Halloysite nanotubes are formed from aluminosilicate minerals and have a hollow nanotube structure and a larger luminal diameter that is capable of accommodating different polymer molecules, which offers a larger variety of polymeric composites. Halloysite nanotubes are made up of siloxane and hydroxyl groups, which provide the potential for hydrogen bond formation, thereby improving dispersion. Their surface modification also enhances their wettability and bond formation with different polymers.18 In Figure 1, it is possible to compare the tensile strength tests of the diatomaceous earth, calcined alumina, cristobalite, and quartz groups. The diatomaceous earth is composed of 80-90% silica; calcined alumina is composed of Al2O3; cristobalite presents a structure alternately pointing up and down; and the quartz has helical arrangements of SiO4 tetrahedra. Although they are similar, even those with the same chemical composition have different properties, because they have a different crystal structure. This difference did not create differences in the tests evaluated, however, these groups with additions of 20% and 40% were statistically similar in both the hardness and tensile strength tests.

The fiberglass filler is a synthetic material primarily made of silica, which does not have a melting point and has long been used for its hardness properties. Generally, fiberglass was added to the matrix of materials with different compositions, which are not vinyl polysiloxane, and was expected to increase the material strength. In Figure 4F, it is possible to observe the dispersed sticks showing a small surface area. In all the tests performed with groups to which glass fiber was added, the performance of the material was the worst. It is possible that the amount of fiber added was not sufficient to promote additional strengthening for this type of silicone formulation.

The only filler that was not a mineral and had a spherical shape was the acrylic polymer, mainly composed of methyl methacrylate, shown in Figure 4H. This organic filler generally offers less affinity and less surface activity in comparison with elastomers.14 It does not have the ability to bond to the rubber matrix, because the strongest bond it creates is via Van Der Waals force, which is a relatively weak force. The reduction in area of contact with the organic matrix is directly related to the results of the tensile strength test, because when all the spaces of the organic matrix are not filled, there is a freer polymeric matrix, providing the material with less strength and making it an inactive filler. Furthermore, the acrylic polymer has a very large filler size of 50 microns, and theoretically, the larger the size of filler added to promote the material strength, the lower the tensile strength.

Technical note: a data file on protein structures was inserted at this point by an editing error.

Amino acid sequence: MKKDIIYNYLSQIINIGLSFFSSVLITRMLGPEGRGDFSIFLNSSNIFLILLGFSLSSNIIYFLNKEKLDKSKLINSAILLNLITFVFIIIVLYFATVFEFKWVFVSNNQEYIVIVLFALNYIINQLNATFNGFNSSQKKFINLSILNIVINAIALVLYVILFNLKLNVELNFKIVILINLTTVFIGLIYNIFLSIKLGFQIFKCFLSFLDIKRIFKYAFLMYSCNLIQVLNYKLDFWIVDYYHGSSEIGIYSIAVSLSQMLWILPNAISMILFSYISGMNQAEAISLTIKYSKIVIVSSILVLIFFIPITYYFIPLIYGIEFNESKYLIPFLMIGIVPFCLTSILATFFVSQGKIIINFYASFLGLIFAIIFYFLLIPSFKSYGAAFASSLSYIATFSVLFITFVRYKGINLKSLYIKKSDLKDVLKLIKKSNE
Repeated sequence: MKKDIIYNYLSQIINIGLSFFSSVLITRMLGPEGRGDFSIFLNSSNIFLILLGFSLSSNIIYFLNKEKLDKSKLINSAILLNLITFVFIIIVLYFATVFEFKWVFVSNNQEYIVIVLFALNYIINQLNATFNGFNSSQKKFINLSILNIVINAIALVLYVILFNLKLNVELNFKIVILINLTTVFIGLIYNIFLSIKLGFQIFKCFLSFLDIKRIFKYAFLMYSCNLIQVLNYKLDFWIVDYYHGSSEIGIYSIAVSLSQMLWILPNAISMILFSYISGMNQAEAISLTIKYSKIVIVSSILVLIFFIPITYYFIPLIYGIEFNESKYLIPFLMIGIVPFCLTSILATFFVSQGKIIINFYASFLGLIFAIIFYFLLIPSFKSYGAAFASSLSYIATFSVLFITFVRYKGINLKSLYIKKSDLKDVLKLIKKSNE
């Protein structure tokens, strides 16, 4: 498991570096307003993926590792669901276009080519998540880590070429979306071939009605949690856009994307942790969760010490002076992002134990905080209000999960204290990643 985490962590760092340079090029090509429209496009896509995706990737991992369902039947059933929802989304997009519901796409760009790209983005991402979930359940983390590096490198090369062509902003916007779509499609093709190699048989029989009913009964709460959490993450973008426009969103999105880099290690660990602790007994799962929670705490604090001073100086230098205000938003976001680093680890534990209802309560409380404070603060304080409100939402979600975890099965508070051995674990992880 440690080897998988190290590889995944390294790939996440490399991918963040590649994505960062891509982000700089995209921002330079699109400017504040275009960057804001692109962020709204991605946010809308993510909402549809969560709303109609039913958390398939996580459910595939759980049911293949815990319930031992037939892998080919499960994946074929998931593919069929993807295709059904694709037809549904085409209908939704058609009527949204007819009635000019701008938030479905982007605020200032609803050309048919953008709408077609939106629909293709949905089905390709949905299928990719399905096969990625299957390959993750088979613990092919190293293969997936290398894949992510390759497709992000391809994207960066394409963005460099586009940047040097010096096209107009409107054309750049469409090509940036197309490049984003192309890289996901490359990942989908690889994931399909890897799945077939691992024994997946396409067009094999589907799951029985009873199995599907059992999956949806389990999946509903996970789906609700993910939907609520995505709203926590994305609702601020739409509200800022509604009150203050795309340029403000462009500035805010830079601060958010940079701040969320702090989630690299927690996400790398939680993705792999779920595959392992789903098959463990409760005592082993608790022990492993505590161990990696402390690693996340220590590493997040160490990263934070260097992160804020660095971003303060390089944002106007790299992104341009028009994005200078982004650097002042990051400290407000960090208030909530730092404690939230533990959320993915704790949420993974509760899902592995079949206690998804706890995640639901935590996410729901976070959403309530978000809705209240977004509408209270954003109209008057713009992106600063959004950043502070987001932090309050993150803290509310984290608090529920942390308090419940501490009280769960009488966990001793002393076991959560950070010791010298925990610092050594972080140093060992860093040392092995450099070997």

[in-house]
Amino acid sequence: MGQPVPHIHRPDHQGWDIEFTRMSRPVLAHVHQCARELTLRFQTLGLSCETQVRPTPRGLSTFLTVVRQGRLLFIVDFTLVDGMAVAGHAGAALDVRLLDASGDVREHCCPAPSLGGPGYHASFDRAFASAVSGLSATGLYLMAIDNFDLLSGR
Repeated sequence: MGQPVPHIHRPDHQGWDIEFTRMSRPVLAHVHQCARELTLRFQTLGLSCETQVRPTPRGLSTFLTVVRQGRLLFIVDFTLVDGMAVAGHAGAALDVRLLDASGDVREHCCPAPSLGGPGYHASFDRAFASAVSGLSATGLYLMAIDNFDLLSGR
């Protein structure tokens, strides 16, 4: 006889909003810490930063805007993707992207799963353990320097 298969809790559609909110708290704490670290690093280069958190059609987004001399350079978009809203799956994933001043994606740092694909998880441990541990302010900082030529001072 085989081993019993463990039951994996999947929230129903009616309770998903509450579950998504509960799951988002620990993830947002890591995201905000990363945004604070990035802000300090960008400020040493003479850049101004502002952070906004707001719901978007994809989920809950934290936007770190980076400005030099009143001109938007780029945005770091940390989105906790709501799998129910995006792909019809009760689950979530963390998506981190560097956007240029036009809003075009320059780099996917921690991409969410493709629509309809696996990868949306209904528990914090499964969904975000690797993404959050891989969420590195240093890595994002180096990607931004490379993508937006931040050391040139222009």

As previously mentioned, fillers may be of the reinforcing or active type, increase the viscosity and hardness of the rubber compound and improve the properties of tensile strength and abrasion resistance up to a limit, as the amount of the load increases. Typically, while the hardness values increase, the values of other properties, such as resilience, decrease.

The fillers aggregation tendency increases as the filler size decreases, and extensive aggregation leads to a polymer with insufficient homogeneity, lower stiffness, and lower compressive strength. These filler aggregate tends to act as a break for occasional initiators when affected by some impact.

The filler size is not only related to viscosity but also to tensile strength and detail reproduction. Shao-Yun et al.12 stated that fillers have sizes ranging from 10 nm to 80 nm to 1.3 micrometers to 58 micrometers, and for a given filler volume, the tensile strength increases as the filler size decreases.12 This indicates that the resistance increases with the increase in filler surface area, favoring copy ability in the same way as smaller filler sizes are better able to copy small spaces.

The accuracy of impression materials such as VPS is demonstrably better than other types of impression taking materials.19 One of the factors that enhances the accuracy of impressions is the copy ability, which is related to the filler size and viscosity of these materials. This is partly determined by the amount of filler, demonstrating that materials with high viscosity have a larger amount of filler material than those with low viscosity. Materials with a smaller amount of filler have lower viscosity and consequently a greater likelihood of impression distortion. This is probably due to the larger organic matrix, which does not have the ability to impart shape to materials, only to promote the agglutination of the filler.10,17

However, when a larger amount of filler was added to the organic matrix in this study, the opposite was observed only with aerosil OX-50 and pure aluminum hydroxide fillers at concentrations of 40%, which showed increase in viscosity and worse copy ability. When comparing concentrations of 20%, the increase in the concentration of the fillers decreased the quality of detail reproduction, because the material was unable to drain from the mold grooves so that it could copy the really necessary details. Whereas the other materials, because they have hybrid filler sizes (10 to 80 nm), showed good copy ability, whether in concentrations of 20% or 40%, probably because the fillers could not enter into full contact with the organic matrix, thereby enhancing the flow of the matrix between the fillers.